Poor Carrie Underwood. The country superstar is really not getting a fair shake this week.
Despite having a very limited formal acting résumé (2011's "Soul Surfer," plus a guest appearance on "How I Met Your Mother" in 2010), the former American Idol gamely accepted the challenge of taking on one whopper of a role: The recreation of one of the most beloved characters in film history, "The Sound of Music's" Maria Von Trapp.
Oh yeah, and not just any redux. Underwood performed this live, on a three-hour telecast, surrounded by a cast of Broadway veterans and Tony Award winners Thursday night on NBC. She also fielded a barrage of public outrage in the form of hate-filled social media posts blasting her blasphemy in even considering Julie Andrews's (really, Mary Martin's, actually) famous role prior to even stepping foot on stage.
It's hard to come up with an equivalent parallel of sheer chutzpah, but probably Gwyneth Paltrow's vocal performance (with Vince Gill, none the less) at the 2010 Country Music Association Awards is the closest we can get.
However, unlike Paltrow — who fared relatively well in terms of response — Underwood received a great deal of panning for her acting, ranging from professional critiques to just plain snarky civilian tweets playing off just about every line of the musical's score possible (to wit: "How do you solve a problem like Carrie Underwood?"— hardy har har).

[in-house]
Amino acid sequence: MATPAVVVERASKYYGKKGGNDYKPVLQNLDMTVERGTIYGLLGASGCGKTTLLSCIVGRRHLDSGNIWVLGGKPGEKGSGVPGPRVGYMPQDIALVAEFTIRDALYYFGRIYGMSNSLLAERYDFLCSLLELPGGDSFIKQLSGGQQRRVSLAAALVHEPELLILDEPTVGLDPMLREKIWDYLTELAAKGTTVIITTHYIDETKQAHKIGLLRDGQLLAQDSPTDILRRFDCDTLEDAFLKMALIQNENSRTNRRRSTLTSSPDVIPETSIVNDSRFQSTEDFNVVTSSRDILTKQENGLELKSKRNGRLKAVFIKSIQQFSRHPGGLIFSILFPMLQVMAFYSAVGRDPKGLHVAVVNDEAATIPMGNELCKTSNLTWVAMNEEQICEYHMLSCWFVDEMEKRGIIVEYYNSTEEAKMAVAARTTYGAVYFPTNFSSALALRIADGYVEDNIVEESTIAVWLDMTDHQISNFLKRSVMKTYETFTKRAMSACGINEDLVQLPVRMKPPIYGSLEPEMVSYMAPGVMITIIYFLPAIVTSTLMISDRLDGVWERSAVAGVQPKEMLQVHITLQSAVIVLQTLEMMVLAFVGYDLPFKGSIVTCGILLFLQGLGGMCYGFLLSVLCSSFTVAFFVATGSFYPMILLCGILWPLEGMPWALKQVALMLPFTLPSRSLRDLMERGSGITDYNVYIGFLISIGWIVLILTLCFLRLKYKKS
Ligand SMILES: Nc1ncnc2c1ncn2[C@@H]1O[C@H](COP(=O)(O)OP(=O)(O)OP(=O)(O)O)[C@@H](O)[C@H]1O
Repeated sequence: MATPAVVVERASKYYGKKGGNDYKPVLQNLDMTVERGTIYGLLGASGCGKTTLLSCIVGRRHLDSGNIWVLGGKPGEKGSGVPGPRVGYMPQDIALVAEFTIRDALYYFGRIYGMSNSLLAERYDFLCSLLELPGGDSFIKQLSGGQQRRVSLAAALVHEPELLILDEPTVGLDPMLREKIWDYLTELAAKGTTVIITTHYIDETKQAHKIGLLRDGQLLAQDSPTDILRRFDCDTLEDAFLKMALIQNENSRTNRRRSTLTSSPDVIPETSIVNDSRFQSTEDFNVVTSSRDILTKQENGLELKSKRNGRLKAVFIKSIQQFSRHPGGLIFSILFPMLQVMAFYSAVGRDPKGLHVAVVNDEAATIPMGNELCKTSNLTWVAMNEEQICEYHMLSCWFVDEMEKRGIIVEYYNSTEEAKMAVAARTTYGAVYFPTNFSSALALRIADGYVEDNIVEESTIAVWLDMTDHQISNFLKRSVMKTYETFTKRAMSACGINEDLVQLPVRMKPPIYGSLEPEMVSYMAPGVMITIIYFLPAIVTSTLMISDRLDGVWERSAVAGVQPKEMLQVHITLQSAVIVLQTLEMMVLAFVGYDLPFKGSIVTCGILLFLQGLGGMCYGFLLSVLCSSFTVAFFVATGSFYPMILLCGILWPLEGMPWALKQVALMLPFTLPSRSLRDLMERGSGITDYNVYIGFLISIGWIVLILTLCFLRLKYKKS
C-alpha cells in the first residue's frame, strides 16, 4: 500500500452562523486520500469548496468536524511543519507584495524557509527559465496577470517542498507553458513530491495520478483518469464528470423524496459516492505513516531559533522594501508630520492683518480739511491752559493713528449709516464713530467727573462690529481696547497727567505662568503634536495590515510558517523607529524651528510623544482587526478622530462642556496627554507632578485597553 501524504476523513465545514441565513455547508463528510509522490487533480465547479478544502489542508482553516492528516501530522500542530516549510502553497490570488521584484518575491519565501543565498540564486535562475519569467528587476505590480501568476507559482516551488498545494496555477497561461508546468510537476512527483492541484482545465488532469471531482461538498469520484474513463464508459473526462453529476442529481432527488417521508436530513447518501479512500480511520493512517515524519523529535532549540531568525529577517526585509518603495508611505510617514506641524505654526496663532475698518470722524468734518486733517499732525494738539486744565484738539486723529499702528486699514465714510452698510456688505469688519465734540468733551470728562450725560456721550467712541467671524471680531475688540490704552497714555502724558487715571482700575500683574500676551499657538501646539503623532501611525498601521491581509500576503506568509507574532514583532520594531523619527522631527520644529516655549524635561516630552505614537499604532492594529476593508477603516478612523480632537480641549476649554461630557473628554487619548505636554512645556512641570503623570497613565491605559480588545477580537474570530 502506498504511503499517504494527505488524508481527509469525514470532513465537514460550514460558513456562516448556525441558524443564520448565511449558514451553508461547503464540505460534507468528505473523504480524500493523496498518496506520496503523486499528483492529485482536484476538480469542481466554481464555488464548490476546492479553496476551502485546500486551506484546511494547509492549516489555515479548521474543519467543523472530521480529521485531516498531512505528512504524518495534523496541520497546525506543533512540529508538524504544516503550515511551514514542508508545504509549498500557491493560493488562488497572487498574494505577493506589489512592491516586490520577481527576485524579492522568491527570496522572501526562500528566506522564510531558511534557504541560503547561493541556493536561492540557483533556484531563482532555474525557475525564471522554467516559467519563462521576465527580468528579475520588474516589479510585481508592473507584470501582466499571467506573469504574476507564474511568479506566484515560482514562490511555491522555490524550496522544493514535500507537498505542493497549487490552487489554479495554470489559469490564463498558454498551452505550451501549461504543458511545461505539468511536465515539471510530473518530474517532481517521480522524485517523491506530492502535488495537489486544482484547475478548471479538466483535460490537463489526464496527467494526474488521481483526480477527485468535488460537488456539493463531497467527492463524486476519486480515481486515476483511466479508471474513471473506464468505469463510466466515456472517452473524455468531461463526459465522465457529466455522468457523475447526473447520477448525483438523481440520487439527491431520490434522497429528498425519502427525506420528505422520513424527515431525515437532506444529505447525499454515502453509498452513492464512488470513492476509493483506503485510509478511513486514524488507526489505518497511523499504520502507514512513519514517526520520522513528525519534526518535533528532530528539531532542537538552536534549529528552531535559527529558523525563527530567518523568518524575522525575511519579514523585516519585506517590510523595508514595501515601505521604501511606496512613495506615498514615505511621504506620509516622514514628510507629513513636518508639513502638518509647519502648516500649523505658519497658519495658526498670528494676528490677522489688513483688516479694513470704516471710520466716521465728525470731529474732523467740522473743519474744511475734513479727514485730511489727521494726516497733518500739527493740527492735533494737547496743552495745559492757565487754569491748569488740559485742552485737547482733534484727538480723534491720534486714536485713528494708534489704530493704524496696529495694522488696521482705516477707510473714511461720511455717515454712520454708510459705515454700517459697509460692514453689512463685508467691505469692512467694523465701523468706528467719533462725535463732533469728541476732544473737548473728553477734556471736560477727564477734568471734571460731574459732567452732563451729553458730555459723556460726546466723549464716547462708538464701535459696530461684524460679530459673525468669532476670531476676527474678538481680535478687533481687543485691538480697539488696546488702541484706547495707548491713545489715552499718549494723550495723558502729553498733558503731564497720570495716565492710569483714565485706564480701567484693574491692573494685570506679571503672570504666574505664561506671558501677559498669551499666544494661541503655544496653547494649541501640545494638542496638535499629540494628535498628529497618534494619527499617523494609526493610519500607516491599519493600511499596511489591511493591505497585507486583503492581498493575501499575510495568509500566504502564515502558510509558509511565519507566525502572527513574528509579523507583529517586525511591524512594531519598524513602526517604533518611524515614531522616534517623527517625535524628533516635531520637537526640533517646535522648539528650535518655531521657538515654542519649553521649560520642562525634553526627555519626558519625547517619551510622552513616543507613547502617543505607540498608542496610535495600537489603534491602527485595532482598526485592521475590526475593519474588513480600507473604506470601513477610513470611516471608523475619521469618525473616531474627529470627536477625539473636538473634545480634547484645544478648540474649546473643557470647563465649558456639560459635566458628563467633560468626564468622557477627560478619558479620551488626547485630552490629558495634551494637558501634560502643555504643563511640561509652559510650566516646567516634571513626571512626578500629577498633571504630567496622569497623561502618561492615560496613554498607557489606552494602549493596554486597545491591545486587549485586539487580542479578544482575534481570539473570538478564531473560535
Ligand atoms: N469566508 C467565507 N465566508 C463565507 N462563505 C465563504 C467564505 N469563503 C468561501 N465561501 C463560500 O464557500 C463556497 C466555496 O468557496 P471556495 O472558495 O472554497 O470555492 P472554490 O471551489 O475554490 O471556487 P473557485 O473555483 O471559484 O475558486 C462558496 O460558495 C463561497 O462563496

This really isn't warranted for two reasons. Number one, and flat-out, Underwood really didn't do that bad of a job considering her limitations in this arena and the conditions under which she was exploiting them. Number two, her shakiness in the acting side of things had absolutely zero effect on her strong point, singing, which was spot-on as ever.
So, seriously, haters — shut your Von Trapps already, unless you yourselves could do a better job (which you couldn't).
For those who did appreciate the stronger points of Underwood's appearance — the sound, if you will — the soundtrack to the production was released this week and features not only Underwood's impeccable vocal work, it also includes stirring takes from the rest of the cast; in particular, several powerful numbers from Tony and Grammy winner Audra McDonald who played Mother Abbess in the show.